# Modeling and Simulation Group Meeting

#### Some tools for scientific computer graphics

**Speaker:**
Sophie Marbach, Georg Stadler, Aleks Donev and Brennan Sprinkle

**Location:**
Warren Weaver Hall 1314

**Date:**
Thursday, February 18, 2021, 12:30 p.m.

**Synopsis:**

1. Sophie Marbach: Enhancing the quality of your figures in papers and presentations

__Basic tools__

__Other simple tools worth__

__knowing__

__3D illustrations__

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2. Georg Stadler: Plots in LaTex

TikZ and PGF (https://en.wikipedia.org/wiki/PGF/TikZ, https://texample.net/tikz/) are standard LaTeX package that allow to make clean plots and graphics directly in LaTeX. There’re many examples to start with (https://texample.net/tikz/examples/all/). It’s powerful and well documented (overview slides: https://www.math.uni-leipzig.de/~hellmund/LaTeX/pgf-tut.pdf). I mainly use it for high-quality line graphics in papers and talks. All journals and the arXiv allows submissions that include TikZ/PGF.

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3. Aleks Donev: Hardware rendering for OpenGL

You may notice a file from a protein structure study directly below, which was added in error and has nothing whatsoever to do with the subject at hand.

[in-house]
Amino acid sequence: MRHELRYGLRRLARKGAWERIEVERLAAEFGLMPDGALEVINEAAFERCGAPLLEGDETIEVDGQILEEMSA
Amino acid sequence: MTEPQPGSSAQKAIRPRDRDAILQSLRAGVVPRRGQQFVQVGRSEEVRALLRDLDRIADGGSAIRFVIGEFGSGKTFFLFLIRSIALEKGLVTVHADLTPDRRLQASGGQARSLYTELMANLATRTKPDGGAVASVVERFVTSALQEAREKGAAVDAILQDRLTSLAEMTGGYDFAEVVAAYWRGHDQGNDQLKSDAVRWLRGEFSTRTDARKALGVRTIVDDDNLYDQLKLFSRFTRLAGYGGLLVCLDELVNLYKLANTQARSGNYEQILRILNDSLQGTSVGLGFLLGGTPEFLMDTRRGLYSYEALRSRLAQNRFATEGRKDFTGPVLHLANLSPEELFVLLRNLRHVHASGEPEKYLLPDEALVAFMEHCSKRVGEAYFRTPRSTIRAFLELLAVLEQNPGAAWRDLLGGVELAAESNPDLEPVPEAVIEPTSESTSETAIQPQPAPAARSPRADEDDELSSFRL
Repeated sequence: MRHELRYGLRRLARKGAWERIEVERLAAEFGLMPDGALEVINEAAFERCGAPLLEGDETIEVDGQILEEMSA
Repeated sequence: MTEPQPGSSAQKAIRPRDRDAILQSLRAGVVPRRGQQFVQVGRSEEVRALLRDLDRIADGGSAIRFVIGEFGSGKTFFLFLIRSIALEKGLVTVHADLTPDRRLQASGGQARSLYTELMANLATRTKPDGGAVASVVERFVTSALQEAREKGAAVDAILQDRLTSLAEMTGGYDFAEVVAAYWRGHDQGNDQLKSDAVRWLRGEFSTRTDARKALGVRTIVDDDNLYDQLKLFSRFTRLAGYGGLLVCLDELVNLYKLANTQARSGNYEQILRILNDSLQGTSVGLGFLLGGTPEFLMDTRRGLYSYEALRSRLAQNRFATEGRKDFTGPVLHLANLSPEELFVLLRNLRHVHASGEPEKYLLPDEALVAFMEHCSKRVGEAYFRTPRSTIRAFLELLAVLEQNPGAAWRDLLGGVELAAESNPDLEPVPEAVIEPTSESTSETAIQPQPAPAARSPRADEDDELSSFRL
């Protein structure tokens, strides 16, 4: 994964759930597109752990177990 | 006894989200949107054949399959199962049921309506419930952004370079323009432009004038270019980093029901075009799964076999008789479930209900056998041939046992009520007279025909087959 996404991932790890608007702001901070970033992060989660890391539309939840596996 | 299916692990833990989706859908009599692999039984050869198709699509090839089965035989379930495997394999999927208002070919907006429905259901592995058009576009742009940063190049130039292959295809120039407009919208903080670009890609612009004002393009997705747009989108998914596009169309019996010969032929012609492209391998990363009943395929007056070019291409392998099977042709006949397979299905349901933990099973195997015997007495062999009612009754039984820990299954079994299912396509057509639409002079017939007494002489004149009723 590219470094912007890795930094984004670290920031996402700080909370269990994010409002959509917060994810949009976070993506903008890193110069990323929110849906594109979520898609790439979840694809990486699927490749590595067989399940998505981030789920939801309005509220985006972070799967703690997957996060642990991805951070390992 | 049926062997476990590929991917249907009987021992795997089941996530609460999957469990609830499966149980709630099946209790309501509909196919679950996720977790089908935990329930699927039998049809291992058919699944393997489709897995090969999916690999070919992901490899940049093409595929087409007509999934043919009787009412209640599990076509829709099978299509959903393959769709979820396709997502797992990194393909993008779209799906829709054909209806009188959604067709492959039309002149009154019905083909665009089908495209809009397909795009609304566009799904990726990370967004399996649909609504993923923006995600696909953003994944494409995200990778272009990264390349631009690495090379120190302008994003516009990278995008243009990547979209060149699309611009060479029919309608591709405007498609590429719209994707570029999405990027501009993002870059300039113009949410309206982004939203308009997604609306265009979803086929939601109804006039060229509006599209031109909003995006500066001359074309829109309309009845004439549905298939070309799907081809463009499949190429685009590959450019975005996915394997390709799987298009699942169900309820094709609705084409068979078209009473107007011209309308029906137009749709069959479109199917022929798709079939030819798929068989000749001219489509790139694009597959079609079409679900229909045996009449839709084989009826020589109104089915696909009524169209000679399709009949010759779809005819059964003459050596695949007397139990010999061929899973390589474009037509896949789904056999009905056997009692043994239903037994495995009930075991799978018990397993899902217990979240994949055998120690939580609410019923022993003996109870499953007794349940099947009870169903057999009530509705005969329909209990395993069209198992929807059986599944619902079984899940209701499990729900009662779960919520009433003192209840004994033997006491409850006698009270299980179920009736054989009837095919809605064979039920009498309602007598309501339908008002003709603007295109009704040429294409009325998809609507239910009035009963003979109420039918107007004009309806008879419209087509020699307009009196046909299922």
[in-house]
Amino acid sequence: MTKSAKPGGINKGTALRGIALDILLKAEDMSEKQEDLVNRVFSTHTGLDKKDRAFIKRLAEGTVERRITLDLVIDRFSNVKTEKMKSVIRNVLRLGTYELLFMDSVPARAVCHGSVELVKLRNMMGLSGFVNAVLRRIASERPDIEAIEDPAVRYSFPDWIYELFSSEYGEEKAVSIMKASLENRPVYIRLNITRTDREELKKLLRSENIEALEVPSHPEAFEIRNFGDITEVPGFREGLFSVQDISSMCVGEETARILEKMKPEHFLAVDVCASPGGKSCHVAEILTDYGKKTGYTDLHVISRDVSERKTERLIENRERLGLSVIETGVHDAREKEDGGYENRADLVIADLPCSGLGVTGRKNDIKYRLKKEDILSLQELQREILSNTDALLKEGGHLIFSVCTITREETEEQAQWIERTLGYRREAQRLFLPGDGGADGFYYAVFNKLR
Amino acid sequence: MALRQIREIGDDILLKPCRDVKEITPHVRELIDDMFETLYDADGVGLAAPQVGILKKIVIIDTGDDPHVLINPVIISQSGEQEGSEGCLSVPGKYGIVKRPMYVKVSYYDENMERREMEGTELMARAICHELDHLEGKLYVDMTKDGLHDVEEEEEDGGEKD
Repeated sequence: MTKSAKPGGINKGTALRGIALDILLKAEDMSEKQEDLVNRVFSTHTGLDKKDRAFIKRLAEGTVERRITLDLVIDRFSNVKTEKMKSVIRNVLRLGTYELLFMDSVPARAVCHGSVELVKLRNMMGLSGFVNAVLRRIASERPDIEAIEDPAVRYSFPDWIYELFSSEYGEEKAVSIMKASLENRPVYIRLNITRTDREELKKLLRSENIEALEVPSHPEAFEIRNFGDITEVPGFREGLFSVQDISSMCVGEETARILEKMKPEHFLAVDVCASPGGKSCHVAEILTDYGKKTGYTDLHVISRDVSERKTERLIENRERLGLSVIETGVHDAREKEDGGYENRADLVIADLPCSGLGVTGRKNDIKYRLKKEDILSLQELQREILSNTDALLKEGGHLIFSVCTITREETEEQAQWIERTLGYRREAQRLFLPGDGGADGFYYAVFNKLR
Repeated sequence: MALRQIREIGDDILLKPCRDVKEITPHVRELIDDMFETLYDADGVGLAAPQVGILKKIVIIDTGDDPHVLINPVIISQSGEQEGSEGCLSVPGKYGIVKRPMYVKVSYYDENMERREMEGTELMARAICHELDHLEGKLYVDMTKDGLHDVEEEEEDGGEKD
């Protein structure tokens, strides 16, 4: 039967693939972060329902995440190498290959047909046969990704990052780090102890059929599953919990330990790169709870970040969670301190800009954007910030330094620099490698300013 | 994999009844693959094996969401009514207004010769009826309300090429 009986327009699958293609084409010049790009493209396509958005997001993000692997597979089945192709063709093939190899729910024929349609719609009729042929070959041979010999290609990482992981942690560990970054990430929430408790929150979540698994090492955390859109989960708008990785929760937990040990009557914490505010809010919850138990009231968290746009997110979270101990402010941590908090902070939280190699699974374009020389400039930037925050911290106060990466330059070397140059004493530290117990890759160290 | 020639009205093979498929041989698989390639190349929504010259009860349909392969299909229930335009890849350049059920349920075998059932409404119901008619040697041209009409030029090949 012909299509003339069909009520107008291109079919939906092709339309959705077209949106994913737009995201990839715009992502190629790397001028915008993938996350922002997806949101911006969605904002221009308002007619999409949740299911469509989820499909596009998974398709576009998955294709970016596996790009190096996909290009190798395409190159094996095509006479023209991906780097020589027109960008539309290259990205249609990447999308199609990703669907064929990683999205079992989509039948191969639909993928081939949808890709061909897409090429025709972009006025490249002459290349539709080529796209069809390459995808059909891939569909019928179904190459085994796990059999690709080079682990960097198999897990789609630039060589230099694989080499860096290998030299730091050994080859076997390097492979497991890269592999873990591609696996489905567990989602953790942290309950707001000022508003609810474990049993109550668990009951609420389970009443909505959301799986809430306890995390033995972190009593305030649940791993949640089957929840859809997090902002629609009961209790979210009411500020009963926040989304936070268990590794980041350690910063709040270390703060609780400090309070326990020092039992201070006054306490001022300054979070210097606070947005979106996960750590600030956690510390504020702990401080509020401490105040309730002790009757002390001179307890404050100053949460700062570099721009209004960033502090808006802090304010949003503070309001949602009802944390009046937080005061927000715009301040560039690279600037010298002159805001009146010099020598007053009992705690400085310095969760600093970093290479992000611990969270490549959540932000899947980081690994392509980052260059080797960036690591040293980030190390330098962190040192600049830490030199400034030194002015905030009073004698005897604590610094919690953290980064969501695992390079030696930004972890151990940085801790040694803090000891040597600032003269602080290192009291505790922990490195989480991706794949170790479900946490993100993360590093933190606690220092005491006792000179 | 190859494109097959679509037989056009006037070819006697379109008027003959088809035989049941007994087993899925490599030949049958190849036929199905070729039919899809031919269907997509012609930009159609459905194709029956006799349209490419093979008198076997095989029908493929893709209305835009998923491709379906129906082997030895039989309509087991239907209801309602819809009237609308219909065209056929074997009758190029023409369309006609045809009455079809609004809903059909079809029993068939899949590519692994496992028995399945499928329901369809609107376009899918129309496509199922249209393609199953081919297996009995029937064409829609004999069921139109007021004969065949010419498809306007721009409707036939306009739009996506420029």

I will explain briefly what OpenGL is (including the Mesa implementation), and demo some tools for testing the speed of your graphics hardware, which is crucial for efficient 3D real-time graphics (on ubuntu, install the package glmark2). You are unlikely to call OpenGL directly yourself (and if you do, you will need at least a window manager tool like freeglut or GLFW), and instead you are more likely to use it indirectly via other software (see next two demos) or via a library like VTK, which "adds a rendering abstraction layer over the underlying graphics library (OpenGL for the most part). This higher level simplifies the task of creating compelling visualizations...In VTK, 3D widgets, interactors, and interfaces to 2D widget libraries like Qt enable you to add comprehensive user interaction to your programs."

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4. Brennan Sprinkle: Raytracing for high-quality 3D rendering with Plotoptix, a simple to use python package for high fidelity data visualization. It uses a lighting algorithm called 'ray-tracing' which is computationally expensive but produces very realistic looking results. It's typically best suited for visualizations involving simple geometric objects like spheres, quadrilaterals, space-curves, or surfaces of the form z = F(x,y). In these contexts Plotoptix provides easy presets to make plots look great with minimal effort.

For molecular-type models involving particles, see the tool ovito.

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3. Aleks Donev (if there is time left): Scientific dataset visualization

I will very briefly demo the scientific dataset visualization software VisIt, but also see Paraview (which is based on VTK).